Although assisted living communities may have memory care units on campus, the two types of care are not synonymous. Memory care is a distinct form of long-term skilled nursing that specifically caters to patients with dementia and other types of memory problems.
Both memory care and assisted living offer basic supervised care; medical monitoring; help with daily activities such as dressing, mobility, and hygiene; nutritious meals; housekeeping; laundry; transportation; and more. But memory care communities often offer additional structured activities or programs designed to nurture residents with Alzheimer’s or dementia.
Memory care services are beneficial not only to people with dementia but also to their families. Knowing that your loved one has trained 24-hour care gives families peace of mind and helps relieve the caregiving burden.
Memory care and dementia communities have specific features in place to keep residents safe.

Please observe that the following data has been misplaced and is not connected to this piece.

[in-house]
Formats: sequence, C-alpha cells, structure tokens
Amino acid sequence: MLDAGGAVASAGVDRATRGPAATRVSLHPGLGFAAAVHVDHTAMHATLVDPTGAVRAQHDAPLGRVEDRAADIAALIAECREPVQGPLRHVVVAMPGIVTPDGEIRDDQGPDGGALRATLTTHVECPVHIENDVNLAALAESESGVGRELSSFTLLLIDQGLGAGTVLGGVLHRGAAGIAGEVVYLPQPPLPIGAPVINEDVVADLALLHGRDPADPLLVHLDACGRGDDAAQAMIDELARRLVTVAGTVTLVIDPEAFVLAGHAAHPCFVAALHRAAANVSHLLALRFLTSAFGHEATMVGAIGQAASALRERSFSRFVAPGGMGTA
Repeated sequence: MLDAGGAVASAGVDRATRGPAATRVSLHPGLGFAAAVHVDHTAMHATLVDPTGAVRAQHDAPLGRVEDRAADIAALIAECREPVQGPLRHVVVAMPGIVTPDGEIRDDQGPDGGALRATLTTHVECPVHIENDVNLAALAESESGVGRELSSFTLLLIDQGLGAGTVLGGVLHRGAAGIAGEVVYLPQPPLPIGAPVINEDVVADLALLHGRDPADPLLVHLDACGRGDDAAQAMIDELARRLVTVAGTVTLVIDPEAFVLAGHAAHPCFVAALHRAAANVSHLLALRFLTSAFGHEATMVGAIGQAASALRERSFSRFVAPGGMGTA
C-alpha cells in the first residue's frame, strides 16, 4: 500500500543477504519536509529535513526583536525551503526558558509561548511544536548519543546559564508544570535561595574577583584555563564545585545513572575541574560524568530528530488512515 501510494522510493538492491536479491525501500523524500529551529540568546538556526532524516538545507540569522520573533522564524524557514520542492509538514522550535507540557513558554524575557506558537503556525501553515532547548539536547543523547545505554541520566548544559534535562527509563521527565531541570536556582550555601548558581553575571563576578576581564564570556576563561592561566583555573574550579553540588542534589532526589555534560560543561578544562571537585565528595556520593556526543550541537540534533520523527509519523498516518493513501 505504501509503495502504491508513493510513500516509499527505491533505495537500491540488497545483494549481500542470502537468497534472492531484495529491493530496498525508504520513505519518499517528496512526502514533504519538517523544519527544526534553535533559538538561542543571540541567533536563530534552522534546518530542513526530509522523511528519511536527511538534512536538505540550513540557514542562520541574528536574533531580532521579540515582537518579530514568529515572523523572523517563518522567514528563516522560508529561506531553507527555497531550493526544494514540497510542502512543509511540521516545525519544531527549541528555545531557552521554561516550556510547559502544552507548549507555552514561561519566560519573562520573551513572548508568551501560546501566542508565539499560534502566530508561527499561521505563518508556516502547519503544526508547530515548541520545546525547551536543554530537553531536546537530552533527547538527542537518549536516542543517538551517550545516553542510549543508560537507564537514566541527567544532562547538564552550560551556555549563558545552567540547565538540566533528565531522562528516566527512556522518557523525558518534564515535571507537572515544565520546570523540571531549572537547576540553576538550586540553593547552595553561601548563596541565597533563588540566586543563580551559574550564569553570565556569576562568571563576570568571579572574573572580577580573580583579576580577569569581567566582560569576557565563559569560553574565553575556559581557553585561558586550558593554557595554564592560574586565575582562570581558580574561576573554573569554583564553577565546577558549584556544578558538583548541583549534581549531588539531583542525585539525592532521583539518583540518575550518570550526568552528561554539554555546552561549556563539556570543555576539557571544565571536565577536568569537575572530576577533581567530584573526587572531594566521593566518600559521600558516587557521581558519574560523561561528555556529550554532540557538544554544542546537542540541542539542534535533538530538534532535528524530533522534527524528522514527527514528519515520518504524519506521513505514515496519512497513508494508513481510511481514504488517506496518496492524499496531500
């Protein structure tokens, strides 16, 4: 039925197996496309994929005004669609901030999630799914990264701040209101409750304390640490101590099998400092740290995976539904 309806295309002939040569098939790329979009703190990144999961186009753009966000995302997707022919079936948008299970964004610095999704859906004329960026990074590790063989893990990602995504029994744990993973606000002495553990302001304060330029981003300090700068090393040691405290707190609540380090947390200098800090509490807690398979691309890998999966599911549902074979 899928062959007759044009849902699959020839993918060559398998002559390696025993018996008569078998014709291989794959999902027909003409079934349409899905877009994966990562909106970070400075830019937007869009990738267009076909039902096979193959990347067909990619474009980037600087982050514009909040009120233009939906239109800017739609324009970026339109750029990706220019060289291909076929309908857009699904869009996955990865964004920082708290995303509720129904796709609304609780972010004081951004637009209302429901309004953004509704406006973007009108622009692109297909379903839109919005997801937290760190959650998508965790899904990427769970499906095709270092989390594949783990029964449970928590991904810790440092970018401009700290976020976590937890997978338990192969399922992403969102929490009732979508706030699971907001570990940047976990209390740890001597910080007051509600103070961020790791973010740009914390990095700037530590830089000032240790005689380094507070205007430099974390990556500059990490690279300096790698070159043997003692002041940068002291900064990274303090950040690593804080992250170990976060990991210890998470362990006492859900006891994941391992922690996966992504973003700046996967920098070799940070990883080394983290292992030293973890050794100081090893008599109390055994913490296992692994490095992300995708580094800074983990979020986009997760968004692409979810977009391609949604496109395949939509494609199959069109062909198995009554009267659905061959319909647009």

For example, memory care units do not have individual kitchens for their residents, and they put an extra emphasis on security to prevent patients from wandering, which is common in those with more advanced dementia. Additionally, some communities offer an outdoor enclosed courtyard so residents can explore without getting lost.
Because memory care is a specialized treatment option for those who suffer from dementia, the communities report many improvements in resident safety factors, including fewer emergency room visits, fewer incidents involving violent behaviors, and reduced medication and medication side effects.